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slow cooked venison shoulder recipe
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4.73 from 11 votes

Slow Cooked Deer Shoulder, Senegalese Style

Everything in this recipe is simple, although, as I mention above, you can add a few West African ingredients to make this a bit more exotic, if you want. Unrefined palm oil can be had in major supermarkets or health food stores, as can tamarind; tamarind is very common in Latin or Indian markets, too. Remember to only do this recipe with smallish deer shoulders, ones that can fit into a pot or roasting pan. 
Prep Time20 mins
Cook Time5 hrs
Total Time5 hrs 20 mins
Course: Main Course
Cuisine: West African
Keyword: tamarind, venison
Servings: 8 people
Calories: 203kcal
Author: Hank Shaw



  • 1 large onion, sliced thinly root to tip
  • 1 head garlic, cloves peeled but whole
  • 2 teaspoons dried thyme
  • 1 1/2 cups broth or stock, any kind


  • 1 deer shoulder
  • 4 cloves garlic, cut into little batons
  • 3 tablespoons melted palm oil or peanut oil
  • Salt
  • 3 tablespoons Dijon mustard
  • 3 tablespoons ground cumin
  • 2 tablespoons freshly ground black pepper, or selim pepper


  • 1 tablespoon peanut oil
  • 1 small onion, chopped
  • 2 cloves garlic, chopped
  • 6 plum or paste tomatoes, chopped
  • 1 or 2 habanero or Scotch bonnet peppers, chopped
  • 1 bay leaf, crumbled
  • 3 tablespoons tamarind paste, seeds removed (some brands still have seeds in them)
  • 1 tablespoon sugar (optional)
  • 2 to 3 tablespoons Vietnamese or Thai fish sauce
  • Salt and black pepper to taste



  • Line a roasting pan with lots of foil, overlapping so it's reasonably watertight. You will need to completely wrap the deer shoulder, so have enough foil to do that. 
  • Scatter the sliced onion and garlic cloves in the pan, then sprinkle with the thyme. Pour in the stock. 


  • Using a thin knife, stab the venison in various places and shove the batons of garlic inside. Coat the whole deer shoulder with the oil. Salt it well. Mix the mustard, cumin and black pepper together and smear this all over the deer shoulder, getting it into every crevice.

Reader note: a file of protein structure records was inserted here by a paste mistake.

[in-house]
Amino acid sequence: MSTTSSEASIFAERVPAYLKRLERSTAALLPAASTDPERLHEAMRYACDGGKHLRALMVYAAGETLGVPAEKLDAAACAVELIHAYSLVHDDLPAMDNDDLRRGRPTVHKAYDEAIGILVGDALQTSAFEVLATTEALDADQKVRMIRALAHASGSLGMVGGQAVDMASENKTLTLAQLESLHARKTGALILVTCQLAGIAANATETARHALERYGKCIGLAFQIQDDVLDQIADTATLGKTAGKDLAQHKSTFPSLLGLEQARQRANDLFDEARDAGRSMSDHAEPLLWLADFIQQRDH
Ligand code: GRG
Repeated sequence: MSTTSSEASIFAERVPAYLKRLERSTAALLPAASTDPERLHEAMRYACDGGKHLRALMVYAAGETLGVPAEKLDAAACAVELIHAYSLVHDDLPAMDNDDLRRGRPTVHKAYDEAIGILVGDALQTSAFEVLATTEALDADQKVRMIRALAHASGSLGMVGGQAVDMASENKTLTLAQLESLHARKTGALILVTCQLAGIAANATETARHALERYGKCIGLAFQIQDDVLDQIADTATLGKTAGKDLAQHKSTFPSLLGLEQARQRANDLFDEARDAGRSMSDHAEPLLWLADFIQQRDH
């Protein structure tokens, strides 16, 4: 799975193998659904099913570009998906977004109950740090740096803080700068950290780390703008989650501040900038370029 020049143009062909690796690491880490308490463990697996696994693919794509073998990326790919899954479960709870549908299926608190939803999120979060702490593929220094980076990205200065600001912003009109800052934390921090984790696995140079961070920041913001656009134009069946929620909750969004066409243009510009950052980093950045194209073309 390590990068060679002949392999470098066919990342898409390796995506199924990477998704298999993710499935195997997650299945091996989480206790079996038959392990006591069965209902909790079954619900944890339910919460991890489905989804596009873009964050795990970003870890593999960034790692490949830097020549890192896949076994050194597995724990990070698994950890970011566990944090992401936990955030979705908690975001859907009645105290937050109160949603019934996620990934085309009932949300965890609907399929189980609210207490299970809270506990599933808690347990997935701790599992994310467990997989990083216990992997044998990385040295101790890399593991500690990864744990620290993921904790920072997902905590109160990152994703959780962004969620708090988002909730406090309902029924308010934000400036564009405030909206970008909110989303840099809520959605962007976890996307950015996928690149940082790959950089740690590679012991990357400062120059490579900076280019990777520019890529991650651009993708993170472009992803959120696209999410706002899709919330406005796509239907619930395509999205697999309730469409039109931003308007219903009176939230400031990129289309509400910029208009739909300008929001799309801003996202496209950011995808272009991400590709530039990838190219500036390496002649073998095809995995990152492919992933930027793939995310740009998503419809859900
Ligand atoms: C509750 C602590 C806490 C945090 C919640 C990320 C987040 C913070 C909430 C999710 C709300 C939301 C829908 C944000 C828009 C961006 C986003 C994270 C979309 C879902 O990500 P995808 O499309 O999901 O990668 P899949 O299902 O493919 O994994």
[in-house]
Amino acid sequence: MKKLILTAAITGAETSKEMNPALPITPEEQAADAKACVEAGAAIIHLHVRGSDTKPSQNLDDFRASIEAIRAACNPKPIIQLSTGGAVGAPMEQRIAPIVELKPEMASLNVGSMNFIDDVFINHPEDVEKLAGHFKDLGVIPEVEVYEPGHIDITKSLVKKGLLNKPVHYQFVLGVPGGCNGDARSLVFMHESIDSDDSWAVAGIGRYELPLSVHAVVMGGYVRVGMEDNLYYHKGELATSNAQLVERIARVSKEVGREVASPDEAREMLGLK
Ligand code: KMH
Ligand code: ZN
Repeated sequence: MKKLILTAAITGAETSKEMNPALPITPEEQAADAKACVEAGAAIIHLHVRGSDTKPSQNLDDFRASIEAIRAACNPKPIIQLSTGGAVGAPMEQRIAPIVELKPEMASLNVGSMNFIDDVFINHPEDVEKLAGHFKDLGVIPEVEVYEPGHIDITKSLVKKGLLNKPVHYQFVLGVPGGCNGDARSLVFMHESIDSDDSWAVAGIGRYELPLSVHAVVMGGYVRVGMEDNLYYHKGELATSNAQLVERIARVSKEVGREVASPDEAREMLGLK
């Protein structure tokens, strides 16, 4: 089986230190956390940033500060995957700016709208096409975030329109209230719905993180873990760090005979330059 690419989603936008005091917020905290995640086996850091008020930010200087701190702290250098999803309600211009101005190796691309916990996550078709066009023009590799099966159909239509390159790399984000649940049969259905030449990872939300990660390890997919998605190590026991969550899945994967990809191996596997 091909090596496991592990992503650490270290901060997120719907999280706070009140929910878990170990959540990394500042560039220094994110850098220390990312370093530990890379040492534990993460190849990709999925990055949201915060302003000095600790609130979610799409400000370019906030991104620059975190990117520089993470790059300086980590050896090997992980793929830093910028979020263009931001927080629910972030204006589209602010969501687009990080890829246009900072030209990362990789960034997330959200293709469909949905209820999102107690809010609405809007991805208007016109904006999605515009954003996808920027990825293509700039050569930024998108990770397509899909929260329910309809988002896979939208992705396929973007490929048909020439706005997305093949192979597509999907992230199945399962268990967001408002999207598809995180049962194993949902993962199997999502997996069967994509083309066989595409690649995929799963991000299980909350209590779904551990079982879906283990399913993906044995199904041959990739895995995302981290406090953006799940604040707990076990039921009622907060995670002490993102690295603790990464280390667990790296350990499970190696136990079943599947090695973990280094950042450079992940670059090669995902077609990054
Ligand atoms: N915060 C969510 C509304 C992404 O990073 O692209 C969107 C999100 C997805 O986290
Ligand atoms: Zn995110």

• Seal up the shoulder and set in a 200F oven. Roast until tender, which should take at least 3 hours, and as many as 10. With normal deer, start checking after about 5 hours. You want the meat to lift off the bone easily.


  • If you're making the sauce, do this while the venison cooks. Heat the peanut oil in a large pan over medium-high heat. Cook the chopped onion until translucent, but not browned, about 5 to 8 minutes, stirring often. Add the garlic and chopped habanero chiles and cook another minute. 
  • Add the remaining sauce ingredients, mix well and simmer for about 15 minutes. Turn off the heat and puree in a blender. The sauce should be thick like ketchup. 


  • To serve, give everyone some deer shoulder with some of the juices from the pot, stewed onions and garlic, and serve with the tamarind kani sauce on the side. Crusty bread, rice or sweet potato-plantain fritters are a good accompaniment. 


Depending on the age of your deer, cooking can be done in as little as three hours, or as long as 10.If you think you have an older animal, increase the temperature to 225°F. 


Calories: 203kcal | Carbohydrates: 14g | Protein: 16g | Fat: 9g | Saturated Fat: 2g | Cholesterol: 41mg | Sodium: 529mg | Potassium: 506mg | Fiber: 2g | Sugar: 8g | Vitamin A: 469IU | Vitamin C: 16mg | Calcium: 66mg | Iron: 4mg